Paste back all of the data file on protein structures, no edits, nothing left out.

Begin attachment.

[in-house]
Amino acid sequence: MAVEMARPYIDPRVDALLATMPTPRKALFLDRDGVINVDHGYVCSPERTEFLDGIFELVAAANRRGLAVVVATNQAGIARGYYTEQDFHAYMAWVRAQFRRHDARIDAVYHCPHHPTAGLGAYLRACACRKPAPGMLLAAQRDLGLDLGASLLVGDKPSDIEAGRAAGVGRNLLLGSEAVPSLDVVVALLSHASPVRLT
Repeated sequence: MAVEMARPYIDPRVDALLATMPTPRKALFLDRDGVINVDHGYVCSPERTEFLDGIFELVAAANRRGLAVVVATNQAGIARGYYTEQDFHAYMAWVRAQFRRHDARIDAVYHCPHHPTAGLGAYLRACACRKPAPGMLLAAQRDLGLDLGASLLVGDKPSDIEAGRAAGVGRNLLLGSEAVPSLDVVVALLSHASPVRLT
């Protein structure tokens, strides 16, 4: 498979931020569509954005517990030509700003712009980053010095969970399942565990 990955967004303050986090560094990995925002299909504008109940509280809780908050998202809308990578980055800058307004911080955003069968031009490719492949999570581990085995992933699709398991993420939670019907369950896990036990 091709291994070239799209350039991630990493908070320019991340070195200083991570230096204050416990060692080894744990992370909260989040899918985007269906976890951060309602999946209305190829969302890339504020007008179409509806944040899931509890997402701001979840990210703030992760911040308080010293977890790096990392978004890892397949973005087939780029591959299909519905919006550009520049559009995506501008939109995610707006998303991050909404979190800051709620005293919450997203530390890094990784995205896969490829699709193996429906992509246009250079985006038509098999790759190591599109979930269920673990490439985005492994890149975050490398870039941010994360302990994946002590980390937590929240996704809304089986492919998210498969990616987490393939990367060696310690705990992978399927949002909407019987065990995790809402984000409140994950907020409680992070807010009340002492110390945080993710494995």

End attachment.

[in-house]
Amino acid sequence: MAVEMARPYIDPRVDALLATMPTPRKALFLDRDGVINVDHGYVCSPERTEFLDGIFELVAAANRRGLAVVVATNQAGIARGYYTEQDFHAYMAWVRAQFRRHDARIDAVYHCPHHPTAGLGAYLRACACRKPAPGMLLAAQRDLGLDLGASLLVGDKPSDIEAGRAAGVGRNLLLGSEAVPSLDVVVALLSHASPVRLT
Repeated sequence: MAVEMARPYIDPRVDALLATMPTPRKALFLDRDGVINVDHGYVCSPERTEFLDGIFELVAAANRRGLAVVVATNQAGIARGYYTEQDFHAYMAWVRAQFRRHDARIDAVYHCPHHPTAGLGAYLRACACRKPAPGMLLAAQRDLGLDLGASLLVGDKPSDIEAGRAAGVGRNLLLGSEAVPSLDVVVALLSHASPVRLT
């Protein structure tokens, strides 16, 4: 498979931020569509954005517990030509700003712009980053010095969970399942565990 990955967004303050986090560094990995925002299909504008109940509280809780908050998202809308990578980055800058307004911080955003069968031009490719492949999570581990085995992933699709398991993420939670019907369950896990036990 091709291994070239799209350039991630990493908070320019991340070195200083991570230096204050416990060692080894744990992370909260989040899918985007269906976890951060309602999946209305190829969302890339504020007008179409509806944040899931509890997402701001979840990210703030992760911040308080010293977890790096990392978004890892397949973005087939780029591959299909519905919006550009520049559009995506501008939109995610707006998303991050909404979190800051709620005293919450997203530390890094990784995205896969490829699709193996429906992509246009250079985006038509098999790759190591599109979930269920673990490439985005492994890149975050490398870039941010994360302990994946002590980390937590929240996704809304089986492919998210498969990616987490393939990367060696310690705990992978399927949002909407019987065990995790809402984000409140994950907020409680992070807010009340002492110390945080993710494995």